5. Best with Manual Focus
If you have ever looked through binoculars – positioning and adjusting the focus by turning the lens, you have a good idea about how an otoscope with manual focus works. Though it may seem more tedious, an otoscope with manual focus is kind of like the Swiss Army knife of endoscopes. You can use them to examine your ears, nasal cavities, and mouth, but you can also use them to focus on circuit boards, splinters, or basically anything you would examine under a microscope. This is why we recommend the Super Eyes. This stylish black device is an otoscope and microscope bundled into one, saving you from having to have tons of tools that all serve similar purposes.
How to Hold
It is important to hold an otoscope correctly because incorrect usage can result in ear pain or injury. Typically, the user will brace their hand while using an otoscope to keep the handle steady. A simple way to do this is to place your index finger against your child’s jaw or neck just below the ear.
How to Use
Before using an otoscope, it is important to prep the ear. Do this by gently pulling the earlobe down and out – there is evidence that this could cause some pain and tenderness for people with moderate to severe acute infections, but it will ensure you can insert the scope correctly.
Otoscopes have a narrow end with a flashlight. Make sure to do the right positioning and gently insert this end into the ear. Then, bracing your hand, look through the other end, which has a magnifying glass. Make sure you do not lean against the otoscope because you risk pushing it too far into the ear and causing more damage.
Most otoscopes will come with an illustrated guide – available in English or other languages such as Español (Spanish) to enable for you to understand what you see inside the ear. This will include pictures of normal, healthy eardrums as well infected ears, ears with tubes, and burst eardrums.
If you are using an otoscope to examine someone’s nostrils, you will start by gently pushing the skin at the tip of the nose up and back. This will help the nostrils look closer and make them easier to see. Then, shine the light of the otoscope inside the nose and look through the lens. Do this for each nostril individually, but make sure you do not accidentally shine the light into the eyes.
Finally, to use the otoscope to observe the back of the throat, have your child open his or her mouth wide. It may help if the person you are checking says an intensive “ah.” You may also need to use a tongue compressor in order to get the tongue out of the way so you can see the tonsils and the back of the throat. A craft stick could work in a pinch.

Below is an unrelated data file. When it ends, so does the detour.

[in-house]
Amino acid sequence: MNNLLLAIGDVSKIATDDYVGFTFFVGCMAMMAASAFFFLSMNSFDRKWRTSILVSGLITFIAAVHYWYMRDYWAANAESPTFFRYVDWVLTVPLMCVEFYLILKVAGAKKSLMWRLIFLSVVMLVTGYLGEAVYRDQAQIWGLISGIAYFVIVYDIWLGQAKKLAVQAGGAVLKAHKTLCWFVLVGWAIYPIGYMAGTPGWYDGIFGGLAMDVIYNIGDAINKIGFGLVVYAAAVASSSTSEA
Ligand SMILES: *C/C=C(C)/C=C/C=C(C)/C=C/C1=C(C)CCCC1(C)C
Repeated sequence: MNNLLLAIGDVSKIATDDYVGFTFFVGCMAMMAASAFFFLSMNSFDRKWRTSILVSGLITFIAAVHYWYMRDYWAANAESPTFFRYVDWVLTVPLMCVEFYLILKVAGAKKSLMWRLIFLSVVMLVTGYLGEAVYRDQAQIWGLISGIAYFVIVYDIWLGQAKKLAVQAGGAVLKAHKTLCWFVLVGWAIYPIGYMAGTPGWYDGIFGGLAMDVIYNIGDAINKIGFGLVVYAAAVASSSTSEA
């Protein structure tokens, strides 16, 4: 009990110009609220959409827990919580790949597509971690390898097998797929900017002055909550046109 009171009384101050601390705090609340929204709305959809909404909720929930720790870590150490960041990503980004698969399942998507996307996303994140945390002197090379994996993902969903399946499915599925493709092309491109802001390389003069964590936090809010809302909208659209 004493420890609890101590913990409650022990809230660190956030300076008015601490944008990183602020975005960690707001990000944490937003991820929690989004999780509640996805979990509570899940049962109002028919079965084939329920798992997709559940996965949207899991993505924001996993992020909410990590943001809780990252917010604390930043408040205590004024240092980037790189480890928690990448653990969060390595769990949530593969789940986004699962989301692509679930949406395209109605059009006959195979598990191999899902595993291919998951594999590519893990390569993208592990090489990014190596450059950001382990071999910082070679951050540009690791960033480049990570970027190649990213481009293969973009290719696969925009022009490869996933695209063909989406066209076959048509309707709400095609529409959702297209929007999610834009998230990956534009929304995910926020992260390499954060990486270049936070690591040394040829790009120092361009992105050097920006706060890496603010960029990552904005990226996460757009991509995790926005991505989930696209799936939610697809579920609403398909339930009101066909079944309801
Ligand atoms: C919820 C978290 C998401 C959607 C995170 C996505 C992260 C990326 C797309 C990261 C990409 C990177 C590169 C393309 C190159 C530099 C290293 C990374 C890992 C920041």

Like ear ailments, it is easy to find illustrated guides to mouth and tonsil disease – even on Instagram. If your otoscope does not come with one, you can easily find such a guide available in English or other languages such as Spanish online. You can also follow and subscribe various videos to help if you need someone to walk you through this.
What Does an Ear Infection Look Like Through an Otoscope?
Likether infections, ear infections do not all look the same. Common signs of problems include dilated blood vessels, pus or drainage, a yellow or greenish color, redness, redness, or a swollen eardrum. In some cases, an ear infection has progressed so much that eardrum will burst. If this is case you will likely see some blood inside the ear canal.
The black covers that go over the tip of an otoscope are called specula. Using the same one over and over again could get really gross, really fast. It could also spread infection. For example, if you have two children complaining of an earache, and only one actually has an ear infection, using the same specula for both can enable the infection from one child to another. Specula also get covered in earwax or cerumen, so it is not a good idea to keep reusing them.
Most otoscopes come with several tips that are designed for either child or adult use. In some cases these tips can be reused after being thoroughly cleaned. In other cases they are disposable. If your otoscope uses disposable specula, make sure you stock up on tips in advance.
Where to Buy Otoscopes
- In the earlier olden days, our own parents would have had to buy otoscopes directly through medical suppliers, at traditional specialty stores, or through catalogs.
- Now however, we all have the world quite literally at our fingertips. Otoscopes are for sale all over the internet. You can buy them through Amazon among many other various retailers.
Unfortunately, children are prone to infections and injuries that affect their ears, noses, and throats. Fortunately, otoscopes can simplify the examination of your child’s ear canal at home, saving you time and money on frequent trips to the paediatrician’s office. An otoscope can also help make telehealth appointments more functional. These handy tools are highly affordable and have many uses. Invest in one today to save yourself headache (or, perhaps, earache) tomorrow.